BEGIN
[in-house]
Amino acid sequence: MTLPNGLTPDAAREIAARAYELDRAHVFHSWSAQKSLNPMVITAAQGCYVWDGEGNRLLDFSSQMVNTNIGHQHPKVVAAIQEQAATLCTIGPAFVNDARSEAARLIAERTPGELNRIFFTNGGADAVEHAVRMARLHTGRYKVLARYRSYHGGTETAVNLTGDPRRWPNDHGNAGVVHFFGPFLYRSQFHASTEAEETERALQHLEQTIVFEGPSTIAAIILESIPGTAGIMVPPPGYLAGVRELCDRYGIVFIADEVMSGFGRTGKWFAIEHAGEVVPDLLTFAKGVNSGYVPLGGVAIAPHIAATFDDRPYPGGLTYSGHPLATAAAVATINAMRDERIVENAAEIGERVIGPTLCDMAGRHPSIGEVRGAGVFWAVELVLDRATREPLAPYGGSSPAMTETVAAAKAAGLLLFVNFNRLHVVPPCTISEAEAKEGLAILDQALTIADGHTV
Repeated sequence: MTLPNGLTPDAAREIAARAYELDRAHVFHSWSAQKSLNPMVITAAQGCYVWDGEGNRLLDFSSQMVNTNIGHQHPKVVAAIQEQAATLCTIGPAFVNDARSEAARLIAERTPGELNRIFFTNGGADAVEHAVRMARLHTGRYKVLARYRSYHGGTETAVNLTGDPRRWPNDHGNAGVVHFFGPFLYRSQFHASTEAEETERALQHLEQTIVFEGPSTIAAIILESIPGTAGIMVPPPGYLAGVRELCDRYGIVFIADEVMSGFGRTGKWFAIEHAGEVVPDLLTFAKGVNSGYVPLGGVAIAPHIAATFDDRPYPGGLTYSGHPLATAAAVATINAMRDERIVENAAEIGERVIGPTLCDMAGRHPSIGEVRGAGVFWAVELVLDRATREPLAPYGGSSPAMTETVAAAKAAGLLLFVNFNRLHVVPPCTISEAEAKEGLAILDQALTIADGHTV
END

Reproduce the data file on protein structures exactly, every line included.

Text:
[in-house]
Amino acid sequence: MTLPNGLTPDAAREIAARAYELDRAHVFHSWSAQKSLNPMVITAAQGCYVWDGEGNRLLDFSSQMVNTNIGHQHPKVVAAIQEQAATLCTIGPAFVNDARSEAARLIAERTPGELNRIFFTNGGADAVEHAVRMARLHTGRYKVLARYRSYHGGTETAVNLTGDPRRWPNDHGNAGVVHFFGPFLYRSQFHASTEAEETERALQHLEQTIVFEGPSTIAAIILESIPGTAGIMVPPPGYLAGVRELCDRYGIVFIADEVMSGFGRTGKWFAIEHAGEVVPDLLTFAKGVNSGYVPLGGVAIAPHIAATFDDRPYPGGLTYSGHPLATAAAVATINAMRDERIVENAAEIGERVIGPTLCDMAGRHPSIGEVRGAGVFWAVELVLDRATREPLAPYGGSSPAMTETVAAAKAAGLLLFVNFNRLHVVPPCTISEAEAKEGLAILDQALTIADGHTV
Repeated sequence: MTLPNGLTPDAAREIAARAYELDRAHVFHSWSAQKSLNPMVITAAQGCYVWDGEGNRLLDFSSQMVNTNIGHQHPKVVAAIQEQAATLCTIGPAFVNDARSEAARLIAERTPGELNRIFFTNGGADAVEHAVRMARLHTGRYKVLARYRSYHGGTETAVNLTGDPRRWPNDHGNAGVVHFFGPFLYRSQFHASTEAEETERALQHLEQTIVFEGPSTIAAIILESIPGTAGIMVPPPGYLAGVRELCDRYGIVFIADEVMSGFGRTGKWFAIEHAGEVVPDLLTFAKGVNSGYVPLGGVAIAPHIAATFDDRPYPGGLTYSGHPLATAAAVATINAMRDERIVENAAEIGERVIGPTLCDMAGRHPSIGEVRGAGVFWAVELVLDRATREPLAPYGGSSPAMTETVAAAKAAGLLLFVNFNRLHVVPPCTISEAEAKEGLAILDQALTIADGHTV